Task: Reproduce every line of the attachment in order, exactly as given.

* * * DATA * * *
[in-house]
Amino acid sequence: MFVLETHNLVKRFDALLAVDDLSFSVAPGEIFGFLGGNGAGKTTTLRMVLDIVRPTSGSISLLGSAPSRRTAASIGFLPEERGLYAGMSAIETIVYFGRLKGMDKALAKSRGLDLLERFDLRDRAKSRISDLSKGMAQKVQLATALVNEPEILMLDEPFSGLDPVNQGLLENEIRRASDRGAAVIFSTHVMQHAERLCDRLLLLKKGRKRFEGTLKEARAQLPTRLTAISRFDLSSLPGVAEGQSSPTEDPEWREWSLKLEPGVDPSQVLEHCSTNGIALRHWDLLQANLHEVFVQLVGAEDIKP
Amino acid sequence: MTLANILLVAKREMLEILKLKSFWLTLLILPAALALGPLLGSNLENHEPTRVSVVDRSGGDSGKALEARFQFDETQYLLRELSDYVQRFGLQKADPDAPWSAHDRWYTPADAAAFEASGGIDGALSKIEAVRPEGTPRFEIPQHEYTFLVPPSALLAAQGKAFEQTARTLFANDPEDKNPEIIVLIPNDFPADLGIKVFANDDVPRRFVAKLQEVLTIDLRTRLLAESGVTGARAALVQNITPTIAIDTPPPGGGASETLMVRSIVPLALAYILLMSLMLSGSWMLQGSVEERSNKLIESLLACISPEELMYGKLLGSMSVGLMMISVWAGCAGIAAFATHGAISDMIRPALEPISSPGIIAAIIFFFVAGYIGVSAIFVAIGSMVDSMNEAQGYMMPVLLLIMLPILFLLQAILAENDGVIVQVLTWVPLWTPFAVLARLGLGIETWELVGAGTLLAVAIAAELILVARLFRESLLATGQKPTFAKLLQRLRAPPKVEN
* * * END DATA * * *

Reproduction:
[in-house]
Amino acid sequence: MFVLETHNLVKRFDALLAVDDLSFSVAPGEIFGFLGGNGAGKTTTLRMVLDIVRPTSGSISLLGSAPSRRTAASIGFLPEERGLYAGMSAIETIVYFGRLKGMDKALAKSRGLDLLERFDLRDRAKSRISDLSKGMAQKVQLATALVNEPEILMLDEPFSGLDPVNQGLLENEIRRASDRGAAVIFSTHVMQHAERLCDRLLLLKKGRKRFEGTLKEARAQLPTRLTAISRFDLSSLPGVAEGQSSPTEDPEWREWSLKLEPGVDPSQVLEHCSTNGIALRHWDLLQANLHEVFVQLVGAEDIKP
Amino acid sequence: MTLANILLVAKREMLEILKLKSFWLTLLILPAALALGPLLGSNLENHEPTRVSVVDRSGGDSGKALEARFQFDETQYLLRELSDYVQRFGLQKADPDAPWSAHDRWYTPADAAAFEASGGIDGALSKIEAVRPEGTPRFEIPQHEYTFLVPPSALLAAQGKAFEQTARTLFANDPEDKNPEIIVLIPNDFPADLGIKVFANDDVPRRFVAKLQEVLTIDLRTRLLAESGVTGARAALVQNITPTIAIDTPPPGGGASETLMVRSIVPLALAYILLMSLMLSGSWMLQGSVEERSNKLIESLLACISPEELMYGKLLGSMSVGLMMISVWAGCAGIAAFATHGAISDMIRPALEPISSPGIIAAIIFFFVAGYIGVSAIFVAIGSMVDSMNEAQGYMMPVLLLIMLPILFLLQAILAENDGVIVQVLTWVPLWTPFAVLARLGLGIETWELVGAGTLLAVAIAAELILVARLFRESLLATGQKPTFAKLLQRLRAPPKVEN